On the occasion of the launch of our new research report, local speakers shared insights that can inform follow-on conversations and help move us to collective action.
A new research report by the Foundation confirms Cambridge is a leader among the nation’s innovation cities, and through a decade of data, tells the story of how the city’s unprecedented prosperity has benefitted some residents, while others, primarily Black and low-income residents, are being left behind.
In response to sustained demands on nonprofits in Cambridge, the Cambridge Community Foundation (CCF) increased allocated funds for its spring grantmaking by 50%, supporting nonprofits involved in youth programs and education, housing, hunger, homelessness, elder services, the arts, COVID-19 relief, and racial justice.
We're soon launching a report entitled Equity and Innovation Cities: The Case of Cambridge. All community members are invited to join us in a conversation on its findings, April 7, 8:30am.
Cambridge Community Foundation distributes $484,093 with State support to 22 nonprofits addressing hunger, evictions, and digital divide
Ranging from $29,000 to $10,000, the grants will help local nonprofits support vulnerable populations struggling with food insecurity, housing insecurity, utility arrears, and lack of access to technology for remote work and school.
Join us at our Emerge 2021 virtual event to celebrate Cambridge Cultural Visionaries and more.
We remember Frank Duehay, a civic leader who dedicated his life to one goal: making Cambridge a better place for everyone.
Cambridge Community Foundation Recognizes Five Groups with Second Annual Imagined in Cambridge Social Innovation Award
Photo of blackyard, 2020 Imagined in Cambridge Award winner, by Philip Keith for The New York Times. Supporting Grassroots Projects Tackling Pressing Social Issues October 8, 2020—Cambridge, MA At a virtual celebration on October 8, 2020, the Cambridge Community Foundation (CCF) named the recipients of its second annual Imagined in Cambridge Social Innovation Award, recognizing five grassroots projects that nurture strong communities and tackle systemic barriers to equity and opportunity. Cambridge Mayor Sumbul Siddiqui announced blackyard, a co-op for Black and multi-racial youth and teenagers that in the words of its founder: “dismantles white supremacy within and lifts up the brilliance of Black, Indigenous, and Brown people,” through homeschooling, arts activities, conversations around equity for youth and teenagers, and supports for youth organizers, as the first prize winner. The program, founded by veteran teacher and Cambridge resident Ashley Herring, was awarded $5,000, and joined by four runners-up—Friday Night Hype, Kids Fete, Our Fire Collective, and Women of Cambridge Cards—each receiving $1,000. The five award winners offer innovative solutions to big social needs, such as supporting Black and Brown youth, promoting social justice and cultural pride, offering mental health supports for youth and teachers, and elevating female leaders. Watch our short [...]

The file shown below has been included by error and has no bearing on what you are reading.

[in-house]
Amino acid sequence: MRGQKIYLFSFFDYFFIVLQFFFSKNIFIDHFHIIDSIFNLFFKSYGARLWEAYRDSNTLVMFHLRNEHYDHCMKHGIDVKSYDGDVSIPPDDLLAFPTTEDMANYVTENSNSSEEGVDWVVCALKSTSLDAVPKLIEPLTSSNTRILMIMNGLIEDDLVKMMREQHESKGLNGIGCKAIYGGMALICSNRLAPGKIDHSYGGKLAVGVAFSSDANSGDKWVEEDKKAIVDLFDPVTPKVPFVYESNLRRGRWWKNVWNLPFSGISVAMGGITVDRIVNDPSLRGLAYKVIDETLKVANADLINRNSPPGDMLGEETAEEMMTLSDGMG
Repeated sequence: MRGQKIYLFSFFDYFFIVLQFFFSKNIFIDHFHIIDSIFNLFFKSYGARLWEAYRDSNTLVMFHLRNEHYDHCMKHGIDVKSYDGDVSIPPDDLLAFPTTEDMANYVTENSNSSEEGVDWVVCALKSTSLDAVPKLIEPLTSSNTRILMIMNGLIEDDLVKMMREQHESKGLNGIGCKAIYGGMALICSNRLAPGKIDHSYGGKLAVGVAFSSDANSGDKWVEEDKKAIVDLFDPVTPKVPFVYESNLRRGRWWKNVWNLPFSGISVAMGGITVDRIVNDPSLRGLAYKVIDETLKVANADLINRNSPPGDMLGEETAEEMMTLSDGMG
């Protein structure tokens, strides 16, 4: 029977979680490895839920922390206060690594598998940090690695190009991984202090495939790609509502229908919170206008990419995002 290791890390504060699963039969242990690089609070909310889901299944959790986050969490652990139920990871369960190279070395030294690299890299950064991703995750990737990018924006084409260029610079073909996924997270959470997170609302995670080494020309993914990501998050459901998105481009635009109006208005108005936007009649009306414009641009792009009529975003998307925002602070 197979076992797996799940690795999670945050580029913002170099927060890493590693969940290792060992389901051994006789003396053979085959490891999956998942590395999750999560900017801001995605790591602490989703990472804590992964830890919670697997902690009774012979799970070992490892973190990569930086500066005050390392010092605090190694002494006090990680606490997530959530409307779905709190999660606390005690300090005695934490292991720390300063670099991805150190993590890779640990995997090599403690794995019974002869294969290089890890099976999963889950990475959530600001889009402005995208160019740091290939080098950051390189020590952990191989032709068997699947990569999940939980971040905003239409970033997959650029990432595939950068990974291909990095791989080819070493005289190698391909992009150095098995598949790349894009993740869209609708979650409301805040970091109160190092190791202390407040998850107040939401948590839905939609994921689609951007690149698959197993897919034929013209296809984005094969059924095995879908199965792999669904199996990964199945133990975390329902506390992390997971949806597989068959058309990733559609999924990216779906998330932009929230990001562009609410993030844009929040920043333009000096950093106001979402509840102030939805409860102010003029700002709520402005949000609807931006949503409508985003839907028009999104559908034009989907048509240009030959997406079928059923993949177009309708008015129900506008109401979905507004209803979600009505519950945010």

The Cambridge Community Foundation distributes $200,000 in grants to nonprofits through MA COVID-19 Relief Fund
The Cambridge Community Foundation (CCF) has distributed $200,000 in new grants to nine nonprofits providing support for basic needs and mental health to vulnerable individuals and families in Cambridge, Somerville, and Medford.
The Cambridge Community Foundation distributes $265,000 in grants to nonprofits through Massachusetts COVID-19 Relief Fund
Thanks to a grant from the Massachusetts COVID-19 Relief Fund, this round of nonprofit grantmaking builds on the Foundation’s COVID-19 relief and recovery response.